The year without Easter

Not a priest but a boy
thumb dug deep in the bowl
grinning as he reaches.
“Remember,” he says, “You are dust.”

Outside, the snow falls
and robins puff against the cold.
I remember, as I have every day
during this year of praying at home,
the year Lent began
but then no Easter bells rang.

May the sign of the cross on my head
guard me against death and dream,
I pray, and though I know
the melt of the ice and snow will reveal
the ground once again, I also pray

that this year I will stand renewed among the flowers
and Christ will surprise me among the graves.

– Ash Wednesday 2021

Next Thursday, March 11, marks the date that a case of COVID-19 was confirmed approximately 87 miles away from my city. The next day, five more cases were confirmed. The day after, three more. Then, a church pastor and his wife, who didn’t know they had been exposed to the virus, served as patients zero and one at a church service that resulted in 35 cases, seven hospitalizations, and three deaths.

Suddenly, the foreign virus that had been meme fodder became a sobering real and present danger. On March 15, the Governor announced that schools would close. The closure, which was originally supposed to be one week followed by the previously scheduled Spring Break, was later extended, and then extended again, and then extended through the end of the school year.

There were food shortages as the virus ran through processing plants, leaving them too understaffed for production. Toilet tissue, a necessary but readily available commodity for most people, was also in short supply after a national panic led to the hoarding of household cleaning and sanitation supplies.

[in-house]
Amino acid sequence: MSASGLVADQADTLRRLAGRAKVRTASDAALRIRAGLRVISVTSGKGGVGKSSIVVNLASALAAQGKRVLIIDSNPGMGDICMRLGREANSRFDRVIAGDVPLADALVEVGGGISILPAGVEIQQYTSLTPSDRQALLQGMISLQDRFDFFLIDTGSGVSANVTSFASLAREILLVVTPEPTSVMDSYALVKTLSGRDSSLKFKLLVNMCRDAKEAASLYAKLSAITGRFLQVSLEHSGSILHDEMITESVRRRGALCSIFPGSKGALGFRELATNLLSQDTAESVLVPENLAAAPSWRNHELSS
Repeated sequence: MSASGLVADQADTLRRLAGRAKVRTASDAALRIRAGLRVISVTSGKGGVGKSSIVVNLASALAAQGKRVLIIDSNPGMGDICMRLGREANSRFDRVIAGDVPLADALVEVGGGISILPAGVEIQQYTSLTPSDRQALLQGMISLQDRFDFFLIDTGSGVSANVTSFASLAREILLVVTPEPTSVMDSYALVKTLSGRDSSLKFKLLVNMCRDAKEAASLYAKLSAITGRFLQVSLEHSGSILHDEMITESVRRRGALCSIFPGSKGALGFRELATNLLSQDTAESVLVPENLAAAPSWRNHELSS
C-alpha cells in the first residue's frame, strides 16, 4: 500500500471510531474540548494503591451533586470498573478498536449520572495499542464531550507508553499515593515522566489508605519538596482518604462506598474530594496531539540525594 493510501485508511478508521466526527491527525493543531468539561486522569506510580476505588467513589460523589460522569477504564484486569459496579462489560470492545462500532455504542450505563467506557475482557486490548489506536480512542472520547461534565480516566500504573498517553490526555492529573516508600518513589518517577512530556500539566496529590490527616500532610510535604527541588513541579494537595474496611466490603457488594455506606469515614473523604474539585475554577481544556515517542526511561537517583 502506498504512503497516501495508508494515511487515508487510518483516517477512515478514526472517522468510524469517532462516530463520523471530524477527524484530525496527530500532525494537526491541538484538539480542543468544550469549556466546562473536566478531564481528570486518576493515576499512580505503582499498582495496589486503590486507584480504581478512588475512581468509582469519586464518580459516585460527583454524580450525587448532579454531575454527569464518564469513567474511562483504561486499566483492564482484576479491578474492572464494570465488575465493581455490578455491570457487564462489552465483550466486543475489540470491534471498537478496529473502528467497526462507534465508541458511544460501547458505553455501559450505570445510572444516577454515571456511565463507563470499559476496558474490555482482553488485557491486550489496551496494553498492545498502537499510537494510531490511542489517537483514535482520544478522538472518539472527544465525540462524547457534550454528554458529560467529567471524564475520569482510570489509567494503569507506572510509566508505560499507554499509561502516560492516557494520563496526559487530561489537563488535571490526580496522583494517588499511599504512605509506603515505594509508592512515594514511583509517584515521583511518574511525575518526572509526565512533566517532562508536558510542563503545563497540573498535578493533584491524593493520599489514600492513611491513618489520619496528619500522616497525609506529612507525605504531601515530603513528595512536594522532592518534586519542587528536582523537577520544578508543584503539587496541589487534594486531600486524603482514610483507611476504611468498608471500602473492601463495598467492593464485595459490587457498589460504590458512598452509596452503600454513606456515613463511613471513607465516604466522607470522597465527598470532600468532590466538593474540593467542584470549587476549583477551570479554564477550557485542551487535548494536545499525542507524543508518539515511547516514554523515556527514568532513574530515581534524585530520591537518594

Businesses shuttered. Churches did, too. Families gathered in homes and stuck signs to windows, proclaiming that, “We’re in this together.”

The rest of the year can bear no summary. Somehow, the virus became political. There were fights about masks, fights about quarantine protocols, even fights about the existence of the pandemic itself. Then there were riots, and social wrongs, and an election that made everyone on both sides fearful. Five hundred, seventeen thousand people died in the pandemic. It was relentless and terrifyingly slow.

Ash Wednesday was one of the last services I attended before my parish was shuttered in March 2020. During that service, I reflected that life was a long Lent, that we will always suffer and that sometimes we will have to meet God with anger. Sometimes, I would learn, we will have to meet God at a distance, as I did when I watched an Easter service via stream, or — the next week — when I stayed up to watch an old friend serve the Paschal matins live on YouTube.

Christ was present in those services — in the people, in the Eucharist, in the words proclaimed in the Gospel — but I could not reach him through the screen. I could not taste as well as see that the Lord is good in that moment.

There were a few moments of relenting when churches and businesses could reopen, and that respite was a release. Other times, I — like many others who live here in the Natural State — found new revelation in the land’s stone and stream that was first formed in the Cambrian Period.

But through it all, the pressure of the times was there. For some, it created fractures in relationships that could not be healed; for others, those fractures allowed them to reshape who they were.
Many days, what people used to call “our new normal” does feel normal. Walking into a store, you suddenly remember and turn to go back to your vehicle: “I forgot my mask.”

Today, for me, it feels abnormal. It’s exhausting. I see the case numbers are falling, however, and that vaccine distribution is growing. I’m hesitant about hope, and yet, I feel like we are closer than ever to the Holy Week we missed.

I can feel Christ stirring in the grave.

I can hear the groan of the rock as it scrapes the tomb walls and rolls suddenly away.

I am tired, but I am going to the garden to wait.

I believe that this year, Easter may be Easter after all.

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